A North Korean official said the country had no interest in a summit with US if it was based on “one-sided” demands to give up nuclear weapons, according to state media.  Citing first vice minister of foreign affairs Kim Kye-gwan, North Korea’s central news agency said the fate of the US summit as well as bilateral relations “would be clear” if Washington speaks of a Libya-style denuclearization for the North.

The statement added Trump would remain as a “failed president” if he followed in the steps of his predecessors.  “We will appropriately respond to the Trump administration if it approaches the North Korea-US summit meeting with a truthful intent to improve relations,” Kim said. “But we are no longer interested in a negotiation that will be all about driving us into a corner and making a one-sided demand for us to give up our nukes and this would force us to reconsider whether we would accept the North Korea-US summit meeting.”

The joint U.S.-South Korea two-week military drills, known as Max Thunder, involve fighter jets and aircraft from the U.S. Air Force, Army, Navy and Marine Corps. North Korea has long claimed the drills are rehearsals for a military invasion.  In the past, they have threatened an “all-out offensive” in response to the exercises and condemned them as pouring “gasoline on fire”.  The “Max Thunder” drills involve 100 warplanes, including an unspecified number of B-52 bombers and F-15K jets.  The US and South Korea have insisted that that all drills are purely for defense purposes, and based out of a mutual defense agreement they signed in 1953.  They also say the exercises are necessary to strengthen their readiness in case of an external attack.

 

 

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Hawaii’s governor has readied plans for a mass evacuation of the state’s Big Island-warning residents to be ready to evacuate at a moment’s notice, as an eruption at Kilauea volcano strengthened.  Officials say levels of toxic sulfur dioxide are rising, as is the threat of an explosion that could send lava, rocks and even large boulders into residential areas.  Hundreds of residents continue to evacuate the area and more than two dozen homes have been destroyed so far. Geologists say the volcanic eruptions are expected to continue.

Concerns have been mounting since the Kilauea erupted May 3, sending 2,200-degree lava bursting through cracks into backyards in the Leilani Estates neighborhood, destroying 36 structures, including 26 homes. As the magma shifted underground, a magnitude-6.9 earthquake also rocked the Big Island.    A new fissure spewing lava from Hawaii’s Kilauea volcano formed in the southeast corner of the Big Island, raising anxieties as the state braces for potentially violent eruptions.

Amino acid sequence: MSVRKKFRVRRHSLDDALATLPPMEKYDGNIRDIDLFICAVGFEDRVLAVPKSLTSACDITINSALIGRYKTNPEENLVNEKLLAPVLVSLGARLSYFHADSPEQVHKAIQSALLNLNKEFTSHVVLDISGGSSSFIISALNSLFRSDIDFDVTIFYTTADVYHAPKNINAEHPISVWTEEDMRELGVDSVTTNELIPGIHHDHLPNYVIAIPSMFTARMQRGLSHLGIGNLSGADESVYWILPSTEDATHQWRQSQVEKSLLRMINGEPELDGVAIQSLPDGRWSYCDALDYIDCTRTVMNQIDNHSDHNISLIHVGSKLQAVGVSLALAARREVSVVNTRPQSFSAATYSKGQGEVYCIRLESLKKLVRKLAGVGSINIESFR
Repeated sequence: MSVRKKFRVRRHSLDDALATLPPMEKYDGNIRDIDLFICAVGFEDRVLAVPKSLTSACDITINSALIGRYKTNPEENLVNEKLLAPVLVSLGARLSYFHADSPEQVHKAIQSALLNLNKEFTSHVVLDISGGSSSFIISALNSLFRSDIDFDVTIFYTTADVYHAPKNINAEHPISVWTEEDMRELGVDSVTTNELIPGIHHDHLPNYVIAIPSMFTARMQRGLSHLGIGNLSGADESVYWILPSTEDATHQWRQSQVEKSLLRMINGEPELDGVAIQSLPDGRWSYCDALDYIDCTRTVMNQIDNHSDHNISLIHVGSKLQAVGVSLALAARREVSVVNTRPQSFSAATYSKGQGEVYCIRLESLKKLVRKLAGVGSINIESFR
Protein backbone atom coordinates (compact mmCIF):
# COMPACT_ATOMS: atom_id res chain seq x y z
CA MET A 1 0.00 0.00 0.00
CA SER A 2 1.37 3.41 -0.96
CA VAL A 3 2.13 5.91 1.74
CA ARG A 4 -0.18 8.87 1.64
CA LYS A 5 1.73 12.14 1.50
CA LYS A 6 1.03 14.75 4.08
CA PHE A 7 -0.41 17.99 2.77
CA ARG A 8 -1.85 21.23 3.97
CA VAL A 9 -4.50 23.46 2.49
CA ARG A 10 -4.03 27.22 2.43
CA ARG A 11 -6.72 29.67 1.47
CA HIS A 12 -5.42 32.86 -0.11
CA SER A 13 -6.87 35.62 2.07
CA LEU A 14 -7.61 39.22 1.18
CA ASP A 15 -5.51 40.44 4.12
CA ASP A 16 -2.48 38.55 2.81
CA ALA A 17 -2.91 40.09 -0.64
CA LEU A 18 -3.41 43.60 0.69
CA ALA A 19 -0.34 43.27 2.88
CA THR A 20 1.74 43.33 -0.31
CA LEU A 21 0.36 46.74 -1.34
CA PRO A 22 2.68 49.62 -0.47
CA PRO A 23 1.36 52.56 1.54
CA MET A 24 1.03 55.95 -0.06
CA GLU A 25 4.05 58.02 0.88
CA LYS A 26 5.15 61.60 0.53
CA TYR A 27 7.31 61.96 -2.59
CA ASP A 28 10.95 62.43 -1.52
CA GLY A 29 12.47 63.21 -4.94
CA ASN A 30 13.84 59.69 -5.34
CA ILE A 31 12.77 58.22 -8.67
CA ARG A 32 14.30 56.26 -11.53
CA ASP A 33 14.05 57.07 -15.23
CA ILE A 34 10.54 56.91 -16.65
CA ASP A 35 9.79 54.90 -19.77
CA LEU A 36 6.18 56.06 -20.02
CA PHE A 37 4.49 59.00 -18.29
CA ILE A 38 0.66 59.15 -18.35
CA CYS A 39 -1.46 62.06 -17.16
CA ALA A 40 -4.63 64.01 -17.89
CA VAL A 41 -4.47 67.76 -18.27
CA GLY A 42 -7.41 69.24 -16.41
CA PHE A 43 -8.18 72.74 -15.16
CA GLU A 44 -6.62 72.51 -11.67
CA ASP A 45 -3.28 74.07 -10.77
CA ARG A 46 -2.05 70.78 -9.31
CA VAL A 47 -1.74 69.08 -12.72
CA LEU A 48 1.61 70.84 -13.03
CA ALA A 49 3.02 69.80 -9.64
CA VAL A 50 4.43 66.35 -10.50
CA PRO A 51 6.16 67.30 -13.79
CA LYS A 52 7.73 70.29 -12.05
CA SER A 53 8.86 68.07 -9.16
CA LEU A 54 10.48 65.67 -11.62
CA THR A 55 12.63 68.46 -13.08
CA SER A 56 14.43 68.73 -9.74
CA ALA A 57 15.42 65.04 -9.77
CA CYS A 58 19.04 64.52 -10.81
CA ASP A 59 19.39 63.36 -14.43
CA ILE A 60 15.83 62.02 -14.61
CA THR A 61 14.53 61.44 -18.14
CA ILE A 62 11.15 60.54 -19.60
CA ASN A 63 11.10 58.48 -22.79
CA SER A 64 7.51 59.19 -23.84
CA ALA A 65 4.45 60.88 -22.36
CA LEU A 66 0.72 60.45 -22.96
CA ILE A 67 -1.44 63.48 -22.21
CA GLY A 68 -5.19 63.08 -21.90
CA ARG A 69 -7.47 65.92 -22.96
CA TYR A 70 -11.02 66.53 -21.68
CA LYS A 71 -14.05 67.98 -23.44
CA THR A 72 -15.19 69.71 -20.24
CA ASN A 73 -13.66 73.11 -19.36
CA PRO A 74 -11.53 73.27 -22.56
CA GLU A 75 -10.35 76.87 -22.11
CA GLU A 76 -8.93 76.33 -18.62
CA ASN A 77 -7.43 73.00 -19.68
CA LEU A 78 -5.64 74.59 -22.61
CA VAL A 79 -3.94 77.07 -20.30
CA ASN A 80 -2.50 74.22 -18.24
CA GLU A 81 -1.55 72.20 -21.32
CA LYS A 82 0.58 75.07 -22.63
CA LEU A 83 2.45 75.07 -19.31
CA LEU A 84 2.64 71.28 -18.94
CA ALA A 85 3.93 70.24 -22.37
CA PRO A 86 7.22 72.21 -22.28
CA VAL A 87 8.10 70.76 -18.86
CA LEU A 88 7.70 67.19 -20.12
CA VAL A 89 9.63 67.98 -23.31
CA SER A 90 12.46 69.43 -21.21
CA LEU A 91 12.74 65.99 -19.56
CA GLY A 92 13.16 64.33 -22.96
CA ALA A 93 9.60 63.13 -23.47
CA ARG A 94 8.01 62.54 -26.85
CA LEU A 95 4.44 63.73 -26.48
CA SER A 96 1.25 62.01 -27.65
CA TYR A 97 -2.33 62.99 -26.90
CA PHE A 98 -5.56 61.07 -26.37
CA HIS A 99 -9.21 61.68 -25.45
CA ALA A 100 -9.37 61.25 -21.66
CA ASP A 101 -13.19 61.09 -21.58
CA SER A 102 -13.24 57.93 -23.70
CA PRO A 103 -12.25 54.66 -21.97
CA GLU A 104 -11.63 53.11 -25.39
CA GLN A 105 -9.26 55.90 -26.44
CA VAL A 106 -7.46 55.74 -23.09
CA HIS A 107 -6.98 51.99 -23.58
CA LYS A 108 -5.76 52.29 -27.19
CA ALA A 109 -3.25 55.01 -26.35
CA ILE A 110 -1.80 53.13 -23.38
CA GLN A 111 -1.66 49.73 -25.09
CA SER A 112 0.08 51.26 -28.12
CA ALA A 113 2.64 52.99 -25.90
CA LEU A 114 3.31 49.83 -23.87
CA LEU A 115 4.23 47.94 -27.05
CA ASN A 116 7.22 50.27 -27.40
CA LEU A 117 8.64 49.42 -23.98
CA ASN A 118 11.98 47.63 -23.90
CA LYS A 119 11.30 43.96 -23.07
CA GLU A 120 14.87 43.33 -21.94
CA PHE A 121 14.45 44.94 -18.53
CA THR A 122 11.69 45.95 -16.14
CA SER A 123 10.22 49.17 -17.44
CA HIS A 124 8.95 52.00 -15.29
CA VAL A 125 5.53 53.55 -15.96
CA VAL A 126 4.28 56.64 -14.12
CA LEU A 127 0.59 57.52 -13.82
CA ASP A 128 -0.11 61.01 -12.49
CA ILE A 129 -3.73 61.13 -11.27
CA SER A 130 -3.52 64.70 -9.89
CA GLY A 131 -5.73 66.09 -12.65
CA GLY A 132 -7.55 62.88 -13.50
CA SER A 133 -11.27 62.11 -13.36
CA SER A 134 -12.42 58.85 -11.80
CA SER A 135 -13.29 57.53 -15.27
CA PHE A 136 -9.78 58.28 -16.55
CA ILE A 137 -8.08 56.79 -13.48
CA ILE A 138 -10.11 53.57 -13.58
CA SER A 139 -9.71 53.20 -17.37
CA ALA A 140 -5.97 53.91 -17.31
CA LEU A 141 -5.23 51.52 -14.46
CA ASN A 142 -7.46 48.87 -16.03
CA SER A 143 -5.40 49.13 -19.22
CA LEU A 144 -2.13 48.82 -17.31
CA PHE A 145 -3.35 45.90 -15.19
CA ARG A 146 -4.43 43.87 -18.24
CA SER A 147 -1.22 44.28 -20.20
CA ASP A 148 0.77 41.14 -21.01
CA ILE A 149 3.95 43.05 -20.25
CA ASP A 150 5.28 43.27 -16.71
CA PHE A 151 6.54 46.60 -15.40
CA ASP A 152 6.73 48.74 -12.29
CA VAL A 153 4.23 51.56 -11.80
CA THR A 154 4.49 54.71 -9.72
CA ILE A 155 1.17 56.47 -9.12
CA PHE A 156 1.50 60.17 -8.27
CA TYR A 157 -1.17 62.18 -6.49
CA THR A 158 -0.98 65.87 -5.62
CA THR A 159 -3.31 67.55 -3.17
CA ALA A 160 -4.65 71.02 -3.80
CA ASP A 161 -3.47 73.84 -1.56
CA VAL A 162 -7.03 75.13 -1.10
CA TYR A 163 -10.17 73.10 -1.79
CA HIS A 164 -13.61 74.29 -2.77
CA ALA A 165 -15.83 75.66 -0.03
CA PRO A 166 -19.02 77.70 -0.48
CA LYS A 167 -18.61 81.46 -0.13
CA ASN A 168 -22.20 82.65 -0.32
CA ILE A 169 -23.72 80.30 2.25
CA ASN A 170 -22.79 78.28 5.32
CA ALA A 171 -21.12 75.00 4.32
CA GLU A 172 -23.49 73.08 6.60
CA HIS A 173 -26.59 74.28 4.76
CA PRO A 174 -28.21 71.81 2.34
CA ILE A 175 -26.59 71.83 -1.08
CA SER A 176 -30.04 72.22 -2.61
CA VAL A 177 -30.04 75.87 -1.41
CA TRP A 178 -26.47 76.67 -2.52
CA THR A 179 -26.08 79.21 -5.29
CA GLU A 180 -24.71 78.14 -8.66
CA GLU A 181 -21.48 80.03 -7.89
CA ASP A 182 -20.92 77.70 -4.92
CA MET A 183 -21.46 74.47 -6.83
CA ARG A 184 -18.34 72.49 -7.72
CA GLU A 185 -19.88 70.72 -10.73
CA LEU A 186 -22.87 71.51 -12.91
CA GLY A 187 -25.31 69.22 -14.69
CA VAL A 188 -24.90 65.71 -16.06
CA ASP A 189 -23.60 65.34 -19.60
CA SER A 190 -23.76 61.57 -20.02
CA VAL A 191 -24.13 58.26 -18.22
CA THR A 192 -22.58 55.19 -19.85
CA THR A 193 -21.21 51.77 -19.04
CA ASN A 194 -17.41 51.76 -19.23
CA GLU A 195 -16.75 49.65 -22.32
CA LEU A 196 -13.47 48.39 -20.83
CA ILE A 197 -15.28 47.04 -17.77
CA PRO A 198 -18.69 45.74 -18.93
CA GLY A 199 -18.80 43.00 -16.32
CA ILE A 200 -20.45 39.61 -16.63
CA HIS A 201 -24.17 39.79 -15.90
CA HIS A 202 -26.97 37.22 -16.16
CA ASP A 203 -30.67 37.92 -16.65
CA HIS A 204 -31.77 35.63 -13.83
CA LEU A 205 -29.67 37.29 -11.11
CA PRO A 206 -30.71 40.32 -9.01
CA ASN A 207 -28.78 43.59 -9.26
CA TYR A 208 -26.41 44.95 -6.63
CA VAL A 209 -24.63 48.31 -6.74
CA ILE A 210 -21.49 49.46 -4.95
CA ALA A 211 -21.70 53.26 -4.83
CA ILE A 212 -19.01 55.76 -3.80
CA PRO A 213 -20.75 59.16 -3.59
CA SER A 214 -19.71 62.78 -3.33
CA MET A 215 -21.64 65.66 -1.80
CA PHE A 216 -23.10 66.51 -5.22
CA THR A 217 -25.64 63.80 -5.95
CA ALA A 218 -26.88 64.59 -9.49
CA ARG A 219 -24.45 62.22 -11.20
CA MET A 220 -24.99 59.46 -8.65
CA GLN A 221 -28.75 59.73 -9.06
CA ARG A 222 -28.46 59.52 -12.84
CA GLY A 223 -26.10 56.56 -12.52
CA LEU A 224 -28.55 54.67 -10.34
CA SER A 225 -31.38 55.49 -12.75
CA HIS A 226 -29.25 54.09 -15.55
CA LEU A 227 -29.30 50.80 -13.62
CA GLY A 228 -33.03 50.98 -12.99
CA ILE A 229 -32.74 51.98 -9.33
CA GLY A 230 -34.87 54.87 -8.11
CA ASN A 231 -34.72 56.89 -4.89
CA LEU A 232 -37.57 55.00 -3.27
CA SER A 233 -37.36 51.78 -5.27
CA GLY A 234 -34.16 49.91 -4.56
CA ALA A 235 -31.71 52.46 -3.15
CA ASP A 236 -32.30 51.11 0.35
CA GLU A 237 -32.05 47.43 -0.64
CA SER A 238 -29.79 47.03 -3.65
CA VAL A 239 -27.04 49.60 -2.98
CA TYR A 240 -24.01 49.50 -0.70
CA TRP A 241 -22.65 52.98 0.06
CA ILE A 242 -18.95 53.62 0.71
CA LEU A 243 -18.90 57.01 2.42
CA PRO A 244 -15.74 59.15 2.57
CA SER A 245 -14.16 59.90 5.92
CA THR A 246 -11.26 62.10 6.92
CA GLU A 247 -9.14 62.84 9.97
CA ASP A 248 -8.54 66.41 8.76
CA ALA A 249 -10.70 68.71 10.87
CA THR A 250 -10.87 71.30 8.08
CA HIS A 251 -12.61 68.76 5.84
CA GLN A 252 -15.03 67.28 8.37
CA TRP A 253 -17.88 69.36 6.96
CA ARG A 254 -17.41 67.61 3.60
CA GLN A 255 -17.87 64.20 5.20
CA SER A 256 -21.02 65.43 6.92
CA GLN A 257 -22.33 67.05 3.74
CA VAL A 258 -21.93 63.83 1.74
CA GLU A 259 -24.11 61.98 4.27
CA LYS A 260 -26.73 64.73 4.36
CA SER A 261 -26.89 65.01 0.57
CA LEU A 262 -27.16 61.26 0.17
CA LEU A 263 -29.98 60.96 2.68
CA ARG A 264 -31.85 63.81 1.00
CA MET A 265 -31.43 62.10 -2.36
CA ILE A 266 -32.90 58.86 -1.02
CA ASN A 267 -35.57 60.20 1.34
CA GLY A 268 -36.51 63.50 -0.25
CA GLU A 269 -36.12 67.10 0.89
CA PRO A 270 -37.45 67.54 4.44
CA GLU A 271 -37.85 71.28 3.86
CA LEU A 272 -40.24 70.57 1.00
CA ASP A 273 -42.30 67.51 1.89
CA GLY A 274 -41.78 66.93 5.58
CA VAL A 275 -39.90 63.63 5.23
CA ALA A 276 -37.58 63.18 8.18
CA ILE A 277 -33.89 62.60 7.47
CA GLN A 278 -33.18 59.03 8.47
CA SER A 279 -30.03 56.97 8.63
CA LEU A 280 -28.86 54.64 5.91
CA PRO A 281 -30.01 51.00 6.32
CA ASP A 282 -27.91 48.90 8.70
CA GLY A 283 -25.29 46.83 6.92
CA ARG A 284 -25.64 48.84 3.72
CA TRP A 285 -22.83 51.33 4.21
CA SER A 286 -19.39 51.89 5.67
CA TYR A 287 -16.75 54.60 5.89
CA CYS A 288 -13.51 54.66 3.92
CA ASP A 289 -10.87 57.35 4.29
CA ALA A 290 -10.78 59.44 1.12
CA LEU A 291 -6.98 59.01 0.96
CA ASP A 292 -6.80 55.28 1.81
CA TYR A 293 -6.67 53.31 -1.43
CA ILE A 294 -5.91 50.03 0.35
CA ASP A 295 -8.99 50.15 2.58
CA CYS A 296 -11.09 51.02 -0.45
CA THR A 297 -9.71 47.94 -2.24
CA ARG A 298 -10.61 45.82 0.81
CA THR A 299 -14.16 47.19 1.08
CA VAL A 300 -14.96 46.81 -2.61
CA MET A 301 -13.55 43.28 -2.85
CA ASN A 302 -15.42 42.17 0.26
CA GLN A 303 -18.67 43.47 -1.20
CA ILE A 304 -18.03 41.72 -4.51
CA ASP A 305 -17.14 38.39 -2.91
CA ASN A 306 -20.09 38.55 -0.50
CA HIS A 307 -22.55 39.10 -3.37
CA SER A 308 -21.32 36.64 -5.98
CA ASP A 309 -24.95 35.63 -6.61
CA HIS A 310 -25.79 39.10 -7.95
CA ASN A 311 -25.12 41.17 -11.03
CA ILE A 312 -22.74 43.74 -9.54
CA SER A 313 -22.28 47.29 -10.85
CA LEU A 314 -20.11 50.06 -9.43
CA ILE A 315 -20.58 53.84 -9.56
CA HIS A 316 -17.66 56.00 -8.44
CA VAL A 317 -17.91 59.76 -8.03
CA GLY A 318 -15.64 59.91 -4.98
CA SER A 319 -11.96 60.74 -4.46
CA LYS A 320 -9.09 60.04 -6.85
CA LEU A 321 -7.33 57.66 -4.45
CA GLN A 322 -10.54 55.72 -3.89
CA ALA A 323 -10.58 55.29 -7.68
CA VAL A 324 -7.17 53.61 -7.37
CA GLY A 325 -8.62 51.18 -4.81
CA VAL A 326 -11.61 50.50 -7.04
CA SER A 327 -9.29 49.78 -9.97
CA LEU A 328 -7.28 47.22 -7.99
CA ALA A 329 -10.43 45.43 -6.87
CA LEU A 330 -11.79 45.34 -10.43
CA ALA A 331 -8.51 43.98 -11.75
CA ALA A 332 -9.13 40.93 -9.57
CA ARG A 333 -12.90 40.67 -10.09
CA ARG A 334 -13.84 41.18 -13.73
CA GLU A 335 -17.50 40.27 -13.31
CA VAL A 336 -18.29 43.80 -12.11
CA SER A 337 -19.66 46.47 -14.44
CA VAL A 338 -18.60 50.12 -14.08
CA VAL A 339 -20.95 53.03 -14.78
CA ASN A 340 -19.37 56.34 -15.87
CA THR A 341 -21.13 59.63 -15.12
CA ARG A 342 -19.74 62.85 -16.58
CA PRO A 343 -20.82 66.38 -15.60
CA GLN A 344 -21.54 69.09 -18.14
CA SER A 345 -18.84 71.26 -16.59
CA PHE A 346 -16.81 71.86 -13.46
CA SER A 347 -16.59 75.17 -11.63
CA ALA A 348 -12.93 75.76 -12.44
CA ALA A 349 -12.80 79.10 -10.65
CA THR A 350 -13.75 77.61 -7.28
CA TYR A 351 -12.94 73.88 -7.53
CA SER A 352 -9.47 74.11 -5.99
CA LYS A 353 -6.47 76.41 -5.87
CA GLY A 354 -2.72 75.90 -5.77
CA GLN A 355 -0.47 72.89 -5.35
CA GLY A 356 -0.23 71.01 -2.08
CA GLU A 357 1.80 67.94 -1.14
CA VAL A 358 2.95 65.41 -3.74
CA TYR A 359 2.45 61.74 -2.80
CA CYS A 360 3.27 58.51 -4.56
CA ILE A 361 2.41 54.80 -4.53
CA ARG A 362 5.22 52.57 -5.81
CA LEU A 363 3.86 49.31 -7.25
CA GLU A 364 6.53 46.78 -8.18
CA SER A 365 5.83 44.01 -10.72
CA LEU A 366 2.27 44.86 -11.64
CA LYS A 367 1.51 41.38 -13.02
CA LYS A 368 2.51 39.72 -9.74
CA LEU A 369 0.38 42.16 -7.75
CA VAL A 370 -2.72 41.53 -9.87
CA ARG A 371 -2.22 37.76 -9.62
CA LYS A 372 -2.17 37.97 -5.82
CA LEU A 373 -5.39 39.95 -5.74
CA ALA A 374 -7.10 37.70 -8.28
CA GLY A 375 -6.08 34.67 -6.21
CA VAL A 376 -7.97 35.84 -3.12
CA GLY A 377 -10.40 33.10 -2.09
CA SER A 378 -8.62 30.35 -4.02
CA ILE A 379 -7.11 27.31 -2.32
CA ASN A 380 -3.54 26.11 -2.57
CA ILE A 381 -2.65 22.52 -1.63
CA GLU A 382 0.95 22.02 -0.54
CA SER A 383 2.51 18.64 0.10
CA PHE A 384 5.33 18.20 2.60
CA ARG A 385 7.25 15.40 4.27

The new fissure, a crack in the ground allowing lava to pour out, appeared to be several hundred yards long and was producing spatter rising “many tens of feet into the air,” the U.S. Geological Survey said.  It was spotted west of state Highway 132 and led state officials to call for some residents along Halekamahina Loop Road to leave their homes.  Steam and lava spatter could be seen from the new fissure, officials said.

Residents have been warned about the possibility of an explosive eruption at the volcano’s Halema’uma’u Crater because of the withdrawal of lava from the Kilauea summit lake.  “This could generate dangerous debris very near the crater and ashfalls up to tens of miles downwind,” the warning said. The danger comes from the lava level that is dropping inside the volcano. If it falls below the water table, water will pour onto the lava, generating steam that will likely explode from the summit in a shower of rocks, ash and sulfur dioxide gases.  Boulders as big as refrigerators could be tossed a half-mile and ash plumes could soar as high as 20,000 feet spread over a 12-mile area, according to the Hawaii Civil Defense.

President Trump declared the Big Island a disaster area. The move will allow federal financial assistance for state and local governments as they repair roads, parks, schools and water pipes damaged by the eruption.  The Big Island, also known as the island of Hawaii, has a population of about 190,000 people.  The Hawaii National Guard has prepared to use ground convoys and even helicopters to pluck hundreds of residents out of danger if necessary.  The Hawaii National Guard is prepared, with only 90 minutes’ notice, to rescue 2,000 people in troop-carrying vehicles and Blackhawk or Chinook helicopters

“We can move 226 people in one convoy. So we could move 226 at once with about an hour and a half notice, and we would drop them off somewhere. The vehicles could come back, and we would just do that round-robin,” Lt. Col. Shawn Tsuha said.